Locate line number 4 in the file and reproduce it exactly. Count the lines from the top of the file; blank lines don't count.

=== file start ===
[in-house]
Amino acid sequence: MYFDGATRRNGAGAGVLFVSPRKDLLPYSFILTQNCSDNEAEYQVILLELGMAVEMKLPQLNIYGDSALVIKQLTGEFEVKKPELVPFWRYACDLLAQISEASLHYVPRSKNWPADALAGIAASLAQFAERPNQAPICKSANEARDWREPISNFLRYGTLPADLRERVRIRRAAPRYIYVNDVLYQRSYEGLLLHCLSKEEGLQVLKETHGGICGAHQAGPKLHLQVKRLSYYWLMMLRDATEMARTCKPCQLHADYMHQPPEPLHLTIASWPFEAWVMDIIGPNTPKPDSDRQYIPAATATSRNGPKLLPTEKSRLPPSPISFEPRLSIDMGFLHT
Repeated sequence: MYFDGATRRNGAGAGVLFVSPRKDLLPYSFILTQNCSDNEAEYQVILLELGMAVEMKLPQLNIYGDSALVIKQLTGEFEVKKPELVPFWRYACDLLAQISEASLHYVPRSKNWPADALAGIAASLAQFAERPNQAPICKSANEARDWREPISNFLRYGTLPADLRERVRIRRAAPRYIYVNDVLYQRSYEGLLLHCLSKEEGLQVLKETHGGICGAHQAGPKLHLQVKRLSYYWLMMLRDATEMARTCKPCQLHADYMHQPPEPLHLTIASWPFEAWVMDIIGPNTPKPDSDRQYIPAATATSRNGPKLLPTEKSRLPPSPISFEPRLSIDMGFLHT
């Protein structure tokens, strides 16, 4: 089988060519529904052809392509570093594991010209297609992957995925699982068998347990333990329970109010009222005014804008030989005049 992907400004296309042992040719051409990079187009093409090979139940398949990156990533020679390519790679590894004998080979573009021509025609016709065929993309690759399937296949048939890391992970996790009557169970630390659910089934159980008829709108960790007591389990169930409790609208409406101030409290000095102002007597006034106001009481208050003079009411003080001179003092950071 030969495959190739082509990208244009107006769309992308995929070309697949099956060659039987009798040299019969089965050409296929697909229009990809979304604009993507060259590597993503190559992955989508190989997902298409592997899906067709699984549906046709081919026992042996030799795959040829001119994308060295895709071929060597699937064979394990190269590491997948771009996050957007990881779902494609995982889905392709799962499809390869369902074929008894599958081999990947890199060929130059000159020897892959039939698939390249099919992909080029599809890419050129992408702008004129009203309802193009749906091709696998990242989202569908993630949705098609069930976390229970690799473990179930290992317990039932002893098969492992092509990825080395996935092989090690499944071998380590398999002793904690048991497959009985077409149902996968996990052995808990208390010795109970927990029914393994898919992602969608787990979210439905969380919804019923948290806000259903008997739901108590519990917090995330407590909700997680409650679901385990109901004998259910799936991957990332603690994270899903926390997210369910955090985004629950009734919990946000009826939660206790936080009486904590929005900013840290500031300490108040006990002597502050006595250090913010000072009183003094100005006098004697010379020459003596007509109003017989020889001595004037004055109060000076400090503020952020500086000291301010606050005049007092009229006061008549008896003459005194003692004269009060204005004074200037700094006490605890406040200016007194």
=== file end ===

């Protein structure tokens, strides 16, 4: 089988060519529904052809392509570093594991010209297609992957995925699982068998347990333990329970109010009222005014804008030989005049 992907400004296309042992040719051409990079187009093409090979139940398949990156990533020679390519790679590894004998080979573009021509025609016709065929993309690759399937296949048939890391992970996790009557169970630390659910089934159980008829709108960790007591389990169930409790609208409406101030409290000095102002007597006034106001009481208050003079009411003080001179003092950071 030969495959190739082509990208244009107006769309992308995929070309697949099956060659039987009798040299019969089965050409296929697909229009990809979304604009993507060259590597993503190559992955989508190989997902298409592997899906067709699984549906046709081919026992042996030799795959040829001119994308060295895709071929060597699937064979394990190269590491997948771009996050957007990881779902494609995982889905392709799962499809390869369902074929008894599958081999990947890199060929130059000159020897892959039939698939390249099919992909080029599809890419050129992408702008004129009203309802193009749906091709696998990242989202569908993630949705098609069930976390229970690799473990179930290992317990039932002893098969492992092509990825080395996935092989090690499944071998380590398999002793904690048991497959009985077409149902996968996990052995808990208390010795109970927990029914393994898919992602969608787990979210439905969380919804019923948290806000259903008997739901108590519990917090995330407590909700997680409650679901385990109901004998259910799936991957990332603690994270899903926390997210369910955090985004629950009734919990946000009826939660206790936080009486904590929005900013840290500031300490108040006990002597502050006595250090913010000072009183003094100005006098004697010379020459003596007509109003017989020889001595004037004055109060000076400090503020952020500086000291301010606050005049007092009229006061008549008896003459005194003692004269009060204005004074200037700094006490605890406040200016007194």